My translation of Sylvain Jouty’s “The Wall” is now out in the latest issue of the climbing magazine Alpinist, Winter 2014 (available in hard copy or online to subscribers only). It’s the first piece in the Climbing Life section. I’m really happy to have found a home for this non-traditional story in a non-traditional venue, where I hope the austere ethos it derives from its vision of the world as a vertical rockface will be welcomed by readers who are themselves mountain enthusiasts. Jouty wears his literary influences (the usual suspects: Borges, Calvino) lightly, melding these with his own experience as a climber. Here’s an excerpt:
The Wall: this is what we call the world.
Our scholars and priests have given us (sometimes contradictory) reasons for the Earth’s verticality, but for us, it has the force of plain fact. From birth, from the first day our mothers carry us on their backs, until the day when we have no more strength to hang on to the holds—as with me, today—our entire existence unfolds above a never-ending void. Once we’ve accepted its sting and its temptation, the Wall provides for all our needs. It feeds, waters, shelters and even cheers us. And we’d hardly have any reasons to complain if it weren’t for the vertical horizon that both attracts and repels. Yes, the void is indeed the crucial question of our lives, the great riddle our scholars debate, the moral axis of our existence, which we attempt, no doubt vainly, to escape with an ascent that we wish to believe just as infinite…. The void saw us born; it watches us climb, live and die; it will greet us with indifference on the day we die and serve as our only grave; it alone likely knows the final meaning and ultimate goal of our quest. It’s no wonder that some hope, by willingly letting it swallow them, to find a revelation that life refuses to give.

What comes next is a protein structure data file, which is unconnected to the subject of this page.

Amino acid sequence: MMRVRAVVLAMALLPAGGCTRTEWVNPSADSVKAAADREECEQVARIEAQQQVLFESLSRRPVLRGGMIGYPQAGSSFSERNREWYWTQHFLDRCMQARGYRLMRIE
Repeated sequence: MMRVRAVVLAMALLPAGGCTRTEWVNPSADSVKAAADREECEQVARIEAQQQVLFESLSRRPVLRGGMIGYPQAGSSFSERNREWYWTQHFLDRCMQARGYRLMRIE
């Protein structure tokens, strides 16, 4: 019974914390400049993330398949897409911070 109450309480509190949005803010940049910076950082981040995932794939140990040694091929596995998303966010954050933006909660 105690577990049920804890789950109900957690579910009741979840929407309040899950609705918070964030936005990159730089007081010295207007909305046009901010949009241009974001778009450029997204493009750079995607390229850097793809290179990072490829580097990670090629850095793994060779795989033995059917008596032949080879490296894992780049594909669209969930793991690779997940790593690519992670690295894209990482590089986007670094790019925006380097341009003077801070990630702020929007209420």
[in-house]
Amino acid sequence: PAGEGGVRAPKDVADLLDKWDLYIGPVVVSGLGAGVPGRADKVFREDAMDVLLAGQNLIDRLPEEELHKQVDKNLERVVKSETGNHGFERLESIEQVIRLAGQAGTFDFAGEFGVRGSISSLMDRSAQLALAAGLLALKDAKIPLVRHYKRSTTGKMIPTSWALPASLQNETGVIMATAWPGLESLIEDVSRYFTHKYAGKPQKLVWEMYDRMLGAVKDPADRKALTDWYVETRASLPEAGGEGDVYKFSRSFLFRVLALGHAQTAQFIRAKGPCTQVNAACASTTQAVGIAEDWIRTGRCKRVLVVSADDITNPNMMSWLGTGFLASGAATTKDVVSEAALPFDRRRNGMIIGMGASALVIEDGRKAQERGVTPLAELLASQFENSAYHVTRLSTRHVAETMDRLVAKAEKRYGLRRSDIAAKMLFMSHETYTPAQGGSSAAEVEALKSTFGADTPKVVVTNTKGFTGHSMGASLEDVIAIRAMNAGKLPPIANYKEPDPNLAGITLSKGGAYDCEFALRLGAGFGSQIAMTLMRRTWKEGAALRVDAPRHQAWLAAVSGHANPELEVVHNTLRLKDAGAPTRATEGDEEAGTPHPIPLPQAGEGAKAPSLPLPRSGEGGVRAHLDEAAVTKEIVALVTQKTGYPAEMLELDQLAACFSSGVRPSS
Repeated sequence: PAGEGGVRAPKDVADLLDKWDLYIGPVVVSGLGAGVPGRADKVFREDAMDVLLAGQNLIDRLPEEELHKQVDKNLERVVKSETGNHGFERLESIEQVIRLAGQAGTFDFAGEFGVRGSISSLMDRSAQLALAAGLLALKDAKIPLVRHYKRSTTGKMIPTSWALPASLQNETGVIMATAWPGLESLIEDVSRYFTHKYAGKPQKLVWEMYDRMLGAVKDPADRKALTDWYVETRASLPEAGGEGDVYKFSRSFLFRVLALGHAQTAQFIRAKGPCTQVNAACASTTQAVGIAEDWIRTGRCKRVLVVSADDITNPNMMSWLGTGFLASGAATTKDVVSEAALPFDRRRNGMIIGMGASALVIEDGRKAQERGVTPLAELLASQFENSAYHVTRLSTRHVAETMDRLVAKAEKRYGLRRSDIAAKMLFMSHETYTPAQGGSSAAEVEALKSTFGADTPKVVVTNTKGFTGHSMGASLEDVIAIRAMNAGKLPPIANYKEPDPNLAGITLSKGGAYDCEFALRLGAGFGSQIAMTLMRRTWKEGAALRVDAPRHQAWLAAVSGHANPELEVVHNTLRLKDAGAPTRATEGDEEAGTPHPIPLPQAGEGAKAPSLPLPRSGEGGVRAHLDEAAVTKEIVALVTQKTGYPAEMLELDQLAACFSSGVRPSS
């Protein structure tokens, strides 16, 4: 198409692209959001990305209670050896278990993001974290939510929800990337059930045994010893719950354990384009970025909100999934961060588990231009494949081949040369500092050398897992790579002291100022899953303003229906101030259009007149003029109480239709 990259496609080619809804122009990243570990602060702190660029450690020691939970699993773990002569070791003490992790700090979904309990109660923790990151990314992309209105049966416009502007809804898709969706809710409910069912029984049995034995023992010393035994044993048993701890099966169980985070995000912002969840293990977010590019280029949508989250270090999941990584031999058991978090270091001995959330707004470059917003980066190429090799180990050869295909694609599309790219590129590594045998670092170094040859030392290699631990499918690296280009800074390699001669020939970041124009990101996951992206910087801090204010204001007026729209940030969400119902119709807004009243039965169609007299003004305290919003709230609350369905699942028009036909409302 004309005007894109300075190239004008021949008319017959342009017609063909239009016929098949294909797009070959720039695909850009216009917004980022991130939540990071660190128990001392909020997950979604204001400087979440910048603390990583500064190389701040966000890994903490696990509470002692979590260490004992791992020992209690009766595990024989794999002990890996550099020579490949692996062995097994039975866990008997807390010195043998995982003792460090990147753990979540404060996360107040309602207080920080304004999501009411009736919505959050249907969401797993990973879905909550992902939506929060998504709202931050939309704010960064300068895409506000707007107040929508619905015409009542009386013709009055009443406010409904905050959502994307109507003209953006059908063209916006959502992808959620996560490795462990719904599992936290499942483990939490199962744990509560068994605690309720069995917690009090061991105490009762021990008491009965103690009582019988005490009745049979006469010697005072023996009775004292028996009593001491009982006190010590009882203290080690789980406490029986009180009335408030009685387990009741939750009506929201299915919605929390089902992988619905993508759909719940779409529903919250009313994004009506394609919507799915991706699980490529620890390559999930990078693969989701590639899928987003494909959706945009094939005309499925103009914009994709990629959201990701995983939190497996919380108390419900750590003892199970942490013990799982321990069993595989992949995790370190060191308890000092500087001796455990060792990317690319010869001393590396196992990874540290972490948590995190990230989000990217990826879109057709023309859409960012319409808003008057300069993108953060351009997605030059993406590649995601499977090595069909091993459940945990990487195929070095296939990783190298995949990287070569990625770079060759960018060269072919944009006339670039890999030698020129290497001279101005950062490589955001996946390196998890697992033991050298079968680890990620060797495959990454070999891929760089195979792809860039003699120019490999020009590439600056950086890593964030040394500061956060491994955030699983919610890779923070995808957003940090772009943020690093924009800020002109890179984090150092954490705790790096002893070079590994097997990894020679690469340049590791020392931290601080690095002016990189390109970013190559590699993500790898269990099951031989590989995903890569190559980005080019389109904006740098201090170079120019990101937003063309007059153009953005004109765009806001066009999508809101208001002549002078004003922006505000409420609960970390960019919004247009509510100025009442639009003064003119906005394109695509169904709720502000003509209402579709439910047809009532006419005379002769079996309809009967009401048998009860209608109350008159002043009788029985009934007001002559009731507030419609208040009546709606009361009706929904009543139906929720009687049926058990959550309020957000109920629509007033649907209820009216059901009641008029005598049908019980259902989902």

Born in 1949, Sylvain Jouty is the author of five novels and a biography of Hungarian Tibetologist Sándor Kőrösi Csoma. An avid mountaineer, he has published more than a dozen books on mountains and climbing, including several reference works, and for fifteen years, he served as the editor-in-chief of the magazine Alpinisme et Randonée. His three books of short fiction have won several awards, including the Prix Renaissance and the Grand Prix de la Société des gens de lettres. He is a member of the contemporary French fabulist movement La Nouvelle Fiction. His work has been translated into Russian, Spanish, Italian, and German.